Until We Sink also fits into another category that I am fascinated by, games without game masters. There is no GM, everyone is a character in the story that unfolds.
In Until W Sink, everyone is a guest or a local on a tiny little resort island in the Pacific. In fact, there's no one else on the island. At the beginning of the game, the one person who isn't one of the players is found dead. And, as the title implies, the game ends with the island sinks into the ocean. But don't worry, everyone is going to get off the island alive. Maybe not emotionally healthy but definitely alive.
While the game is almost entirely narratively driven, there are some mechanics to provide structure for the story that you will be living out. Trust me, I have seen longer games with even less mechanics then this one.
At the start of the game, everyone draws a card that gives them a rough idea of who they are playing but they get to fill in all of the details. What your character is really like in what part they will have in the unfolding drama is something that you have to discover for yourself.
The game depicts five to seven days on the island, which is going to turn out to be the last five to seven days in the island's existence in fact. Every turn covers another day and consists of everyone sitting around the table talking about what happened that day.
You have an event deck, a good chunk of which won't get used in any given game. Every turn, a new event gets drawn. It describes something mysterious that happened on the island that day, ranging from someone's underwear getting stolen to animal mutilation or attempted murder.
The events add a little bit of focus to your discussion and you have to resolve or explain them all by the end of the game. However, there's nothing that says they have to be the real focus of the game. You have the freedom to discuss what ever you feel like in character.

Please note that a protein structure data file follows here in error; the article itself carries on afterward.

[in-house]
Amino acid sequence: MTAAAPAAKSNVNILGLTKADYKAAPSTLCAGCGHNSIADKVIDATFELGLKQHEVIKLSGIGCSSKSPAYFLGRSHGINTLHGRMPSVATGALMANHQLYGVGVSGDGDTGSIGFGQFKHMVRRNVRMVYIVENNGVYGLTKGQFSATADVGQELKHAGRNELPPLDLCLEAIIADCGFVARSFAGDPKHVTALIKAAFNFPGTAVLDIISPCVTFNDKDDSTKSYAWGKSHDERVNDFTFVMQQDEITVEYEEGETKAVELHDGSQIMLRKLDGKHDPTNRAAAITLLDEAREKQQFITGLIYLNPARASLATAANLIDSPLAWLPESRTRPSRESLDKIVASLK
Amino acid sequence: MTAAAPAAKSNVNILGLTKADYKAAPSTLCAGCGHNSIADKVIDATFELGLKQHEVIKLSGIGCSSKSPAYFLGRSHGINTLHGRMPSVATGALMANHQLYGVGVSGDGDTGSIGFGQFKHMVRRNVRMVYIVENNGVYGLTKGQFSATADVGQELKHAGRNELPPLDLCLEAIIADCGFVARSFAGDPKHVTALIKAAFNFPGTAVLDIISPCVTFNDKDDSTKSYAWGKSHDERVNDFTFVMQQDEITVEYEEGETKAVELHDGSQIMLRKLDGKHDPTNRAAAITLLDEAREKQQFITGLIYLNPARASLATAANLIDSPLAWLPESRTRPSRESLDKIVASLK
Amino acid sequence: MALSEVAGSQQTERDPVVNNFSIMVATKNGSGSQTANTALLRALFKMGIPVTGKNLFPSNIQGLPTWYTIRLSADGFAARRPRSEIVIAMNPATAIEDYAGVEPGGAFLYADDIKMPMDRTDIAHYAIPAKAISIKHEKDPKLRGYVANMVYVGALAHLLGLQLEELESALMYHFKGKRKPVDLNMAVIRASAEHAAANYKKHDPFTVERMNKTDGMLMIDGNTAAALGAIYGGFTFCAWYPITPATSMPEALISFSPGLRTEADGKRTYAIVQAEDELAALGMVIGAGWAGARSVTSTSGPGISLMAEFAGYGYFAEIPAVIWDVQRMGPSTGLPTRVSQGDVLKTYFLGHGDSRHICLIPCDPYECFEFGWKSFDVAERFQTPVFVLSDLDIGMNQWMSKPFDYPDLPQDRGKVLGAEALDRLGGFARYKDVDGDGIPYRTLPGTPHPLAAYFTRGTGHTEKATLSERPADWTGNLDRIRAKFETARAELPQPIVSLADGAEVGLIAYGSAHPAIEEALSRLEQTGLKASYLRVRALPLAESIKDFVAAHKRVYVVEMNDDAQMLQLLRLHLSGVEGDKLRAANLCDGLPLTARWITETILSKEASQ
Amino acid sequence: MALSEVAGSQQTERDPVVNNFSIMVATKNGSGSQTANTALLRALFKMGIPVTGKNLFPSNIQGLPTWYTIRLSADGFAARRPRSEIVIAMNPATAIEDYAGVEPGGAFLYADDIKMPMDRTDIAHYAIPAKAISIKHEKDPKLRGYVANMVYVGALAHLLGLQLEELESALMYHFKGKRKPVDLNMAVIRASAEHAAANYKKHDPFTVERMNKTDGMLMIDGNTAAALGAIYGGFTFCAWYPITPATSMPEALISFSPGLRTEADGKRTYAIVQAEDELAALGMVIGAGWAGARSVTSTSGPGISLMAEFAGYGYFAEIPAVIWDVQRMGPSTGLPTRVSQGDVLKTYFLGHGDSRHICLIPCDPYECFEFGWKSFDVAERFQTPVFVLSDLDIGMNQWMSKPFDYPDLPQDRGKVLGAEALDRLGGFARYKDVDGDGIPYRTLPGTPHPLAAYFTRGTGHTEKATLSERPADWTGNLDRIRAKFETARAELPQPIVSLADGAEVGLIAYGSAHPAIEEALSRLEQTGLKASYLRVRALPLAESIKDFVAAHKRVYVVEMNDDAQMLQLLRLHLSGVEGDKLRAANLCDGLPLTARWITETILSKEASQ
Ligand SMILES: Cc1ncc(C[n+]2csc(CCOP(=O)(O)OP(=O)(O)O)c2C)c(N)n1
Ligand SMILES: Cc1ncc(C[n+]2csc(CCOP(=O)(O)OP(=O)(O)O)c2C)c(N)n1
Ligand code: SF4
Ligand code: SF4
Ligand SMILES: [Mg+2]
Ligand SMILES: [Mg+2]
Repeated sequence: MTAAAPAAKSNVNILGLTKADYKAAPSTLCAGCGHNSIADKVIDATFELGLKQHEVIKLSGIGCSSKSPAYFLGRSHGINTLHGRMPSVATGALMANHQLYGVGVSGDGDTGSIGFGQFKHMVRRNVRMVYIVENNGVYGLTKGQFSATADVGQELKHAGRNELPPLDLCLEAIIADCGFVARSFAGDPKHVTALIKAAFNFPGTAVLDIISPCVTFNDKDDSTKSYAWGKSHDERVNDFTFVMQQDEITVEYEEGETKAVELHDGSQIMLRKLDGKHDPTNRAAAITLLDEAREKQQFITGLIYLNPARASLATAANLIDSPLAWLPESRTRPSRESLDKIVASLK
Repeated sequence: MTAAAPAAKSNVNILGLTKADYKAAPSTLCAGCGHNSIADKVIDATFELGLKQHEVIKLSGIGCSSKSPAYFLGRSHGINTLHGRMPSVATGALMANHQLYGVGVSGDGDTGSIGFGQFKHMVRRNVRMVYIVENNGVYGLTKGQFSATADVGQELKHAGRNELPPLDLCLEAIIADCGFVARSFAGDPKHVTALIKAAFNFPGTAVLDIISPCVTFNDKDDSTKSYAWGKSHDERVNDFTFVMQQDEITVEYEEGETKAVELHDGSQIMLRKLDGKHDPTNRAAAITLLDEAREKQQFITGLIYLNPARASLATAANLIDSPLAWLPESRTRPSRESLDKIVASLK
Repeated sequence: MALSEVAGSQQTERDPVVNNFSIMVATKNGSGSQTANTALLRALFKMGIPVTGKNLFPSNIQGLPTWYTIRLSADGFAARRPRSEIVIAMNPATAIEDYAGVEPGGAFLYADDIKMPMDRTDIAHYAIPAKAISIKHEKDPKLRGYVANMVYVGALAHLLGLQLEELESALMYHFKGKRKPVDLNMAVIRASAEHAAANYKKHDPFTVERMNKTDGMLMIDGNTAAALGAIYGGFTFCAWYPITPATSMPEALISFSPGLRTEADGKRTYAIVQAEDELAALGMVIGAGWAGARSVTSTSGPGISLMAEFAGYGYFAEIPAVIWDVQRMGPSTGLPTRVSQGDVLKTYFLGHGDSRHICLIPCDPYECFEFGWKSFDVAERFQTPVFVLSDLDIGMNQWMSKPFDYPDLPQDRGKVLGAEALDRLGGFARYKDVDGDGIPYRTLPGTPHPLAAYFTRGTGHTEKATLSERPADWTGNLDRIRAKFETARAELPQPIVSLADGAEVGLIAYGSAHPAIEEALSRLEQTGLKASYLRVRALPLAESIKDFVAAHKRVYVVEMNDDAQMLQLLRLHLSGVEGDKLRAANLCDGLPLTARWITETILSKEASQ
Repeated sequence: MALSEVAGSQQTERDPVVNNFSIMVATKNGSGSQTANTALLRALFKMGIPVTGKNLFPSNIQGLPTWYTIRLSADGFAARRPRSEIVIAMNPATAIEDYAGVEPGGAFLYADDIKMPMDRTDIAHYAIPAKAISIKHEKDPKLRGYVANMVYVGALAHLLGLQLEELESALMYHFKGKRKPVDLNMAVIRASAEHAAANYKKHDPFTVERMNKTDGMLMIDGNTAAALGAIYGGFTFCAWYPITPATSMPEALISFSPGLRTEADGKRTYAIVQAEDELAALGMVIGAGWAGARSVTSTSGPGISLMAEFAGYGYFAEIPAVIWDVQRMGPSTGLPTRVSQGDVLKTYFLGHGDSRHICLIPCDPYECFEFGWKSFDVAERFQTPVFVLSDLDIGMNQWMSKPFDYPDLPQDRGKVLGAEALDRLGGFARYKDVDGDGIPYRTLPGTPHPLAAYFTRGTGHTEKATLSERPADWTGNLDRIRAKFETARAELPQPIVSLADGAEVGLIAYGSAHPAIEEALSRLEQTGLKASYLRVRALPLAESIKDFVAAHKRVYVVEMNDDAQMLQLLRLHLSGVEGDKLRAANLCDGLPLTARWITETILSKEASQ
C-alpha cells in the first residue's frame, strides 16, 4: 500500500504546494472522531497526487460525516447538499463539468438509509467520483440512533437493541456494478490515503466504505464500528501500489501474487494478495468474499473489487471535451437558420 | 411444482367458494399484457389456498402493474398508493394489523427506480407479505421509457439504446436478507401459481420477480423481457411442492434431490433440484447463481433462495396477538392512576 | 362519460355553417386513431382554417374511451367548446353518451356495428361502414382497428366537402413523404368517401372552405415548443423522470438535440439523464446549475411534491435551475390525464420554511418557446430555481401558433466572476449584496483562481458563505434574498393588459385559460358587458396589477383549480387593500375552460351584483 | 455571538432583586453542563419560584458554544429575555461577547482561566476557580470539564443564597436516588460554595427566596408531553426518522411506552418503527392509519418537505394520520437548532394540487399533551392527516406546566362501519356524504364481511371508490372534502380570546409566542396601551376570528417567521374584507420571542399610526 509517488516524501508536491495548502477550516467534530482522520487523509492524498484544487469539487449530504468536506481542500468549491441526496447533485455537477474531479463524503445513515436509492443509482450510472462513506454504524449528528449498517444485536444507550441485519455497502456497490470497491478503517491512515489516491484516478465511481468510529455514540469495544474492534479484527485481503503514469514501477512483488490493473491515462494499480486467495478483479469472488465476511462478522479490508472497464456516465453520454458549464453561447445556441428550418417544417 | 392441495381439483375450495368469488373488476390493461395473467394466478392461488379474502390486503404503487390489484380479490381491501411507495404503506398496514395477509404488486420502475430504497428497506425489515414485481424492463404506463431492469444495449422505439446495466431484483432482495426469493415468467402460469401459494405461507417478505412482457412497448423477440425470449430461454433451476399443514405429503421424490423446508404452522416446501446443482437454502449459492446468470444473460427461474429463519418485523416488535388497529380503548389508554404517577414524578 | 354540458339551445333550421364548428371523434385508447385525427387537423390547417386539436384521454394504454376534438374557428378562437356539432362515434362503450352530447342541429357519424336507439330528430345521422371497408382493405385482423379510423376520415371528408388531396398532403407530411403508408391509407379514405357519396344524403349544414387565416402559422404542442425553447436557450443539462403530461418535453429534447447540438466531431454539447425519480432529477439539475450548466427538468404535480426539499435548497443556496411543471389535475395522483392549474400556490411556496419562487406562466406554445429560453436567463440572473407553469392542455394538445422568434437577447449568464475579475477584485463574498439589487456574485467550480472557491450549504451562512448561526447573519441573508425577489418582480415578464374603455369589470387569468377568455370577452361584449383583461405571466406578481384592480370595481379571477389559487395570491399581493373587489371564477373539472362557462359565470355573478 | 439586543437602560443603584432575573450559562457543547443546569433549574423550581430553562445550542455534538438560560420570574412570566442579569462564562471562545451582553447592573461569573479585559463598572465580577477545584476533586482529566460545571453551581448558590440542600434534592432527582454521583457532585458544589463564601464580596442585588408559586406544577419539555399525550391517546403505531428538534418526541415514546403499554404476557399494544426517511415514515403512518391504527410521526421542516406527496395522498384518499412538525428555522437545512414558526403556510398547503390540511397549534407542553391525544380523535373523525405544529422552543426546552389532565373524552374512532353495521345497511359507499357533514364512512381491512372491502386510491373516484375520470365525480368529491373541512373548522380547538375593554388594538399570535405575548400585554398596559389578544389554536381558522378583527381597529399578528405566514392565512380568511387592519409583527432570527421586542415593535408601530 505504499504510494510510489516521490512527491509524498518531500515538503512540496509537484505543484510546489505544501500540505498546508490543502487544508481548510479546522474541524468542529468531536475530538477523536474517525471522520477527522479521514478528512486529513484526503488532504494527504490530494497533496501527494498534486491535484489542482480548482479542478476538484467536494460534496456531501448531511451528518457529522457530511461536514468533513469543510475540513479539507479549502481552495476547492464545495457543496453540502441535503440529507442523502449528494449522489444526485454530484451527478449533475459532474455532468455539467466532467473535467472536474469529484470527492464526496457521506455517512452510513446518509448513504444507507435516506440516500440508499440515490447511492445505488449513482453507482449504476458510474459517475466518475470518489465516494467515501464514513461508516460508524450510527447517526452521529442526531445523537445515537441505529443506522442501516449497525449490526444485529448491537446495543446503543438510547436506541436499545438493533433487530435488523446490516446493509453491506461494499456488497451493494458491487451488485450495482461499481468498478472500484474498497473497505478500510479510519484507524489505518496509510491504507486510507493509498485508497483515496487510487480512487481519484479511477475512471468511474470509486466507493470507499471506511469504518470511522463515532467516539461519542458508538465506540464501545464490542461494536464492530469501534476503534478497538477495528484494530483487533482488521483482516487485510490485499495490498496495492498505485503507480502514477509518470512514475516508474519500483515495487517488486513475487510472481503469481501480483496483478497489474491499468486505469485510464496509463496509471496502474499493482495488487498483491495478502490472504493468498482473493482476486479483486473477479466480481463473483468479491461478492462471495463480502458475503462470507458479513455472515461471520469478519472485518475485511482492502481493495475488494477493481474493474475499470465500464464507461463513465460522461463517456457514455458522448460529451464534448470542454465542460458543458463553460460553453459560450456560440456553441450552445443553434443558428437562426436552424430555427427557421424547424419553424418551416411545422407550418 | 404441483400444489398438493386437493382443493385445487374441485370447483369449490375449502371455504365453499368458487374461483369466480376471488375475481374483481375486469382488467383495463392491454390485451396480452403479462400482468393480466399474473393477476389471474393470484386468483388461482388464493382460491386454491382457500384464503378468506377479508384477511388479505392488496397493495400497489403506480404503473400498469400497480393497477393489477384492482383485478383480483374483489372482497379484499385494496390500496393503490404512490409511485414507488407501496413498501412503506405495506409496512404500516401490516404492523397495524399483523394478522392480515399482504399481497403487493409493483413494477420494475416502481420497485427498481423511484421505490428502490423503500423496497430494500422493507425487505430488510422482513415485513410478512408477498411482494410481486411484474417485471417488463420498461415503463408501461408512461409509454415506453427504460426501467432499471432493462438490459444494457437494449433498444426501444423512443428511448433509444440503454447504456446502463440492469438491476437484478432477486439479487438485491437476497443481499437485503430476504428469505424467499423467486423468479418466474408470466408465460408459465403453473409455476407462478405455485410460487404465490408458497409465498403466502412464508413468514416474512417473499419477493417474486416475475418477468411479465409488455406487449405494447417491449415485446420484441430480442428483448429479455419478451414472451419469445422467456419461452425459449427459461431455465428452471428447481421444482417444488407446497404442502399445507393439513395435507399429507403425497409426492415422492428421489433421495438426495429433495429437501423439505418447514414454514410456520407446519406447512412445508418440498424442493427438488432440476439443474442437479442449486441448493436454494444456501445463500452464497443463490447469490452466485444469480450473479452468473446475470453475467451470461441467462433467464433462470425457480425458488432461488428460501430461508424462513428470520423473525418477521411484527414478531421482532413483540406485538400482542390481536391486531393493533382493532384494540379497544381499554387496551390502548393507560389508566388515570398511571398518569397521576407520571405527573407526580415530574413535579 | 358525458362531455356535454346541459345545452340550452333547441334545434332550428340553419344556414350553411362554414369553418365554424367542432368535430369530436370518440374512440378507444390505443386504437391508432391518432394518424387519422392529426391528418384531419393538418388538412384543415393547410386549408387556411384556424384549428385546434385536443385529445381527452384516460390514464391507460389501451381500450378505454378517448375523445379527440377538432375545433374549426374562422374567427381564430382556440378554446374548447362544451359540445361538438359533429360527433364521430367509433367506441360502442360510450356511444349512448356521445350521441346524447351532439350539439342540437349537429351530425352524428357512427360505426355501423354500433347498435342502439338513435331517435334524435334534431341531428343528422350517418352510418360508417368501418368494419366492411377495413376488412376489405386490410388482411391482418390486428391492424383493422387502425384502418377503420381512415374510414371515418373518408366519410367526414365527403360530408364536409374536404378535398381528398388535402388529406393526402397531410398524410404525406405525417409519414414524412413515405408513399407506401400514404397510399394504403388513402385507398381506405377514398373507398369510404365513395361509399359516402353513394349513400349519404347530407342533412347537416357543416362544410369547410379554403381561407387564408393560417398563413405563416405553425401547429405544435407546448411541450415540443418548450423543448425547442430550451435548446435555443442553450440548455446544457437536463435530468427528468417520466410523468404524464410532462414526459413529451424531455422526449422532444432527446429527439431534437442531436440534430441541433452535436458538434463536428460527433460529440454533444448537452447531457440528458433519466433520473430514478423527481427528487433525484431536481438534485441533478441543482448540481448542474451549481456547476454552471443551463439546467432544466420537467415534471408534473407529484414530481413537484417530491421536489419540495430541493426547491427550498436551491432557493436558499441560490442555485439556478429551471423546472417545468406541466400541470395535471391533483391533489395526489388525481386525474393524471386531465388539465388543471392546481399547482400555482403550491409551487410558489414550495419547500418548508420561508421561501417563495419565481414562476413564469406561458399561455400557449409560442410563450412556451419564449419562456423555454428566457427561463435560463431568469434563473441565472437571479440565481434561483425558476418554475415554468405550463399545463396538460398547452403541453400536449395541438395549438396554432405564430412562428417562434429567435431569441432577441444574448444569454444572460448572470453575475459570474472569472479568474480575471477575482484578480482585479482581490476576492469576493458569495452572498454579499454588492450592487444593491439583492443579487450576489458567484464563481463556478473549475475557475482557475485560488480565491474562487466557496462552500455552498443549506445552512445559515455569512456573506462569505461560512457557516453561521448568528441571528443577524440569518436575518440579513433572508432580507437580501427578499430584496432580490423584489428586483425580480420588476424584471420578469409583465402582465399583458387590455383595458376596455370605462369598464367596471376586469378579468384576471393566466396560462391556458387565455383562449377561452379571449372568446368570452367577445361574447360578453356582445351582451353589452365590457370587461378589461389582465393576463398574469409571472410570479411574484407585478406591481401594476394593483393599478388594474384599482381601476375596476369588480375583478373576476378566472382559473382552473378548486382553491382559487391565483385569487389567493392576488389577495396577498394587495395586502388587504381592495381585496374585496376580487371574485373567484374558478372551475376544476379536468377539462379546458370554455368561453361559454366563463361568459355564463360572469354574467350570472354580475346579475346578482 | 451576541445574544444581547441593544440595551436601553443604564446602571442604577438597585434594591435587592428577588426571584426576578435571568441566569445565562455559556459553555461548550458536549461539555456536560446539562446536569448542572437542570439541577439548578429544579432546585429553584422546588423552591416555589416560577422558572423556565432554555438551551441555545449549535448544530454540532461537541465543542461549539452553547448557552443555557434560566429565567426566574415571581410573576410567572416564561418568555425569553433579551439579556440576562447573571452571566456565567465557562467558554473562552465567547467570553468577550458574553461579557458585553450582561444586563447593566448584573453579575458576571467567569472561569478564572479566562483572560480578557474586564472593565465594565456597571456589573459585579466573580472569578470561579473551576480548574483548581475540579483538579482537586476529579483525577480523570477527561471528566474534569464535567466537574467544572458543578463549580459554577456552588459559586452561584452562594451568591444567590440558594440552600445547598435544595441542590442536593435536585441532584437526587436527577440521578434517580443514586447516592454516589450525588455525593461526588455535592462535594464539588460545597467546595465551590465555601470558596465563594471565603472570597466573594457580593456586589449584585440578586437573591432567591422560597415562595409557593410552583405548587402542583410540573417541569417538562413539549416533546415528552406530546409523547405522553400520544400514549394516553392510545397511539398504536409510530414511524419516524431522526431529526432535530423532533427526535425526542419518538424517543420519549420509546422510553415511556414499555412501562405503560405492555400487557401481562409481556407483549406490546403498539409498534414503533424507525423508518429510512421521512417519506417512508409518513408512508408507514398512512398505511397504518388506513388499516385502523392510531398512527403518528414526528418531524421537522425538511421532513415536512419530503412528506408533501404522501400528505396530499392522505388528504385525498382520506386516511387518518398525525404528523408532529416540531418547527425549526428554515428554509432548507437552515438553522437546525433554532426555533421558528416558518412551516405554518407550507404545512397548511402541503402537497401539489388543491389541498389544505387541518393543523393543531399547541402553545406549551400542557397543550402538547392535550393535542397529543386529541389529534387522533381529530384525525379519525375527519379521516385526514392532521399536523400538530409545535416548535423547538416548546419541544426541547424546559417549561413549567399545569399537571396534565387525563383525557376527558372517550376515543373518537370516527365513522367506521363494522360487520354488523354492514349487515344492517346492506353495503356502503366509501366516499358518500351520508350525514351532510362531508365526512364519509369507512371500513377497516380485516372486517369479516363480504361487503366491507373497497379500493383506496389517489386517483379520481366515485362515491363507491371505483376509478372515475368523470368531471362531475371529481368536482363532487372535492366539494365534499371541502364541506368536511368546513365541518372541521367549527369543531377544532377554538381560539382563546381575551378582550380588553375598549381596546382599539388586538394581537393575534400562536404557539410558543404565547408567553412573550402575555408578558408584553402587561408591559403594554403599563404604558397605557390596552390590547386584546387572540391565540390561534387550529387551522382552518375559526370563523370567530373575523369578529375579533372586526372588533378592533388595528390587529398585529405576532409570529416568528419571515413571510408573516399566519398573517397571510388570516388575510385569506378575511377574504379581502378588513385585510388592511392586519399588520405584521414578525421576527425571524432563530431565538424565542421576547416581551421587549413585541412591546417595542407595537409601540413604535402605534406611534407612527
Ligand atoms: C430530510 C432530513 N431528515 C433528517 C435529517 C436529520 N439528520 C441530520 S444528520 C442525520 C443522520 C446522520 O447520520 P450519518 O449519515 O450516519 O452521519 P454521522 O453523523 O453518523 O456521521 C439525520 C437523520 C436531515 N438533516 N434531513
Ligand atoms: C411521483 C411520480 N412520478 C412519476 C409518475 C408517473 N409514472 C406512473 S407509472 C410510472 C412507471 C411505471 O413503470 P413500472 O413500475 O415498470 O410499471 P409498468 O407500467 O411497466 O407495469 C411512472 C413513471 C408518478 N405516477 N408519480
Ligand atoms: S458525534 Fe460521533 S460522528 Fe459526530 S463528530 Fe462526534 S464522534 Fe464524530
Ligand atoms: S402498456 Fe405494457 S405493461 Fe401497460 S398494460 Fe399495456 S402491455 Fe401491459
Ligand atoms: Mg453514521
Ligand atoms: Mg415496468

The story could turn out to be a murder mystery or a psychological thriller or a supernatural horror story or a domestic comedy or a slice of life. You and the other players will figure out what kind of story you want to tell.
The only real restriction, and this is one that is common in improvisation, is you shouldn't say no or deny. If someone says that they saw your character do something, you don't say no. You incorporate what they saw into your story.
Until We Sink exists in a curious hinterlands between being a tabletop RPG and a LARP. You spend the entire game sitting at the table and the cards on the table create a framework for the game, even getting marked off with tokens when you resolve them. BUT all the characters you are playing are doing the exact thing you are, sitting around the table.
I guess if you played Baron Muchaussen at a bar (which I have), that might count as a LARP too :D
Until We Sink feels like a very accessible and 'safe' way to try out the Nordic school. Not only is it not necessarily a LARP, it can be as mild or intense as you want it to be. Some Nordic games, the Pebble comes to mind, are designed to be very emotionally intense. Until We Sink is a lot more safe.
There are a lot of games in the Nordic school that I personally wouldn't play. Until We Sink, though, is one that I would.